Symptoms of a carbachol ophthalmic overdose may include sweating, nausea, vomiting, diarrhea, watering mouth, and tearing eyes.

What should I avoid while using carbachol ophthalmic?

Use caution when driving, operating machinery, or performing other hazardous activities. Carbachol ophthalmic may cause decreased vision at night. If you experience decreased vision, avoid these activities. Do not touch the dropper to any surface, including the eyes or hands. The dropper is sterile. If it becomes contaminated, it could cause an infection in the eye.

If you wear contact lenses, remove them before applying carbachol ophthalmic. Ask your doctor if contact lenses can be reinserted after application of the medication. Carbachol ophthalmic may contain a preservative (benzalkonium chloride), which may cause discoloration of contact lenses.

Do not use other eye medications during treatment with carbachol ophthalmic except under the direction of your doctor.

Carbachol ophthalmic side effects

Contact your doctor immediately if you notice any decrease in vision or an increase in "floaters" in your visual field. Rarely, carbachol ophthalmic may cause retinal detachment. Retinal detachment can lead to blind spots, floaters in your visual field, and even blindness. Your doctor will want to check your retina before you use this medicine to determine if you have an increased risk of retinal detachment.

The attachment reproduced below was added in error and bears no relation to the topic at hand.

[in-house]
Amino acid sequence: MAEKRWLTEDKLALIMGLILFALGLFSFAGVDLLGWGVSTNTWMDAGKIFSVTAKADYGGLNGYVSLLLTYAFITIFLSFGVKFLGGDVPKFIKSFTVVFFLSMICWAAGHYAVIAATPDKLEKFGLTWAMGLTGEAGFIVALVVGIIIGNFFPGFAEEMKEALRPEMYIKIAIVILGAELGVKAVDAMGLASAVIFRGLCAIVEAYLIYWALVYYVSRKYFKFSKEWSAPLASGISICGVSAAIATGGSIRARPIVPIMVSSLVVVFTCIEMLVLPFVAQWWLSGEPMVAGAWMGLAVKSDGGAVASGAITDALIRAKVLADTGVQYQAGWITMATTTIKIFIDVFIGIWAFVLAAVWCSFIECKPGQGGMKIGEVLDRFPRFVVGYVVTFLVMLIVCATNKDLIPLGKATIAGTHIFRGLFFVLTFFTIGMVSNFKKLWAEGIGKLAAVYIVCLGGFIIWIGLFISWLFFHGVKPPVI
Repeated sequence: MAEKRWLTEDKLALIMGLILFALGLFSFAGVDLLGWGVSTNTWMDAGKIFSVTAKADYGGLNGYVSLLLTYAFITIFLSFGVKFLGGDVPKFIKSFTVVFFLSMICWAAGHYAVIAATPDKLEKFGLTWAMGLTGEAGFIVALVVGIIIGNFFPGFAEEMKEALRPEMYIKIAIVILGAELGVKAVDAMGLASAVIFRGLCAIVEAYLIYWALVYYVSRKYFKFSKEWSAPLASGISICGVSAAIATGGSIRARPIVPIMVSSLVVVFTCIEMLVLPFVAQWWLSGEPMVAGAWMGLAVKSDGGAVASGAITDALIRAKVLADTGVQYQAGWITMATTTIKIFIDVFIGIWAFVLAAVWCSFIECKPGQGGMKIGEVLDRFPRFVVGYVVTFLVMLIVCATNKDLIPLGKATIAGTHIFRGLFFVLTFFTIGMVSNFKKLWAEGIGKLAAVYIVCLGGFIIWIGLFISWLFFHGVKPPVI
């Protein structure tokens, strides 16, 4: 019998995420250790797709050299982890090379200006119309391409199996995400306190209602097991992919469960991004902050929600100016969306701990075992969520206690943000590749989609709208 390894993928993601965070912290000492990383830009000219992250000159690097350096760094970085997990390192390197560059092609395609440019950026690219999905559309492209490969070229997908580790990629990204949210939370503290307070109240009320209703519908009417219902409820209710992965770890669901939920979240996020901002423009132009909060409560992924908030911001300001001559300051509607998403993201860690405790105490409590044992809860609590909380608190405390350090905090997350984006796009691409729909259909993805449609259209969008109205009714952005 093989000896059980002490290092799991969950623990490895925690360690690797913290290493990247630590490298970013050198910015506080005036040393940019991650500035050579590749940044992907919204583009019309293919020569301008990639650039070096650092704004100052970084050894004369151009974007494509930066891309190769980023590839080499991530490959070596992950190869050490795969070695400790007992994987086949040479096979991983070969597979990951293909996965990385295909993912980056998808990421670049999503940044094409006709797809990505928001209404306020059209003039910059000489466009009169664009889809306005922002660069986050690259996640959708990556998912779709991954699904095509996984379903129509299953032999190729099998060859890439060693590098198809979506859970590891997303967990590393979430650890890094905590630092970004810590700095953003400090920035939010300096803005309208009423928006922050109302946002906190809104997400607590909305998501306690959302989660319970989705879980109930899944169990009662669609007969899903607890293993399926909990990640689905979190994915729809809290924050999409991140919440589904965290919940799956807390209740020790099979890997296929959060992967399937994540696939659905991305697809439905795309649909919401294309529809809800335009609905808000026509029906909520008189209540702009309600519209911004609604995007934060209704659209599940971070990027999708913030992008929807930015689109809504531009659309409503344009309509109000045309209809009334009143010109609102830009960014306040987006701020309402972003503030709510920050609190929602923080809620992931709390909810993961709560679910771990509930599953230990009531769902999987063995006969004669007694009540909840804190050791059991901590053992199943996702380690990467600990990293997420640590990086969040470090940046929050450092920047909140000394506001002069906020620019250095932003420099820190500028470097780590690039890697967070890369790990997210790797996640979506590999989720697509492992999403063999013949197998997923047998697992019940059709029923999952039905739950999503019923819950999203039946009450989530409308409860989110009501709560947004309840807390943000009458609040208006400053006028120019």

Other, less serious side effects may be more likely to occur. Continue to use carbachol ophthalmic and talk to your doctor if you experience

  • burning, stinging, or tearing eyes;

  • decreased vision in poor light;

  • headache;

  • watering mouth;

  • sweating;

  • increased urination;

  • nausea, vomiting, or diarrhea; or

  • dizziness.

Side effects other than those listed here may also occur. Talk to your doctor about any side effect that seems unusual or that is especially bothersome.

What other drugs will affect carbachol ophthalmic?

Before using this medication, tell your doctor if you are using another eye medication, especially if it is a nonsteroidal anti-inflammatory drug (NSAID) such as flurbiprofen (Ocufen), suprofen (Profenal), diclofenac (Voltaren), or ketorolac (Acular).

Do not use other eye medications during treatment with carbachol ophthalmic except under the direction of your doctor.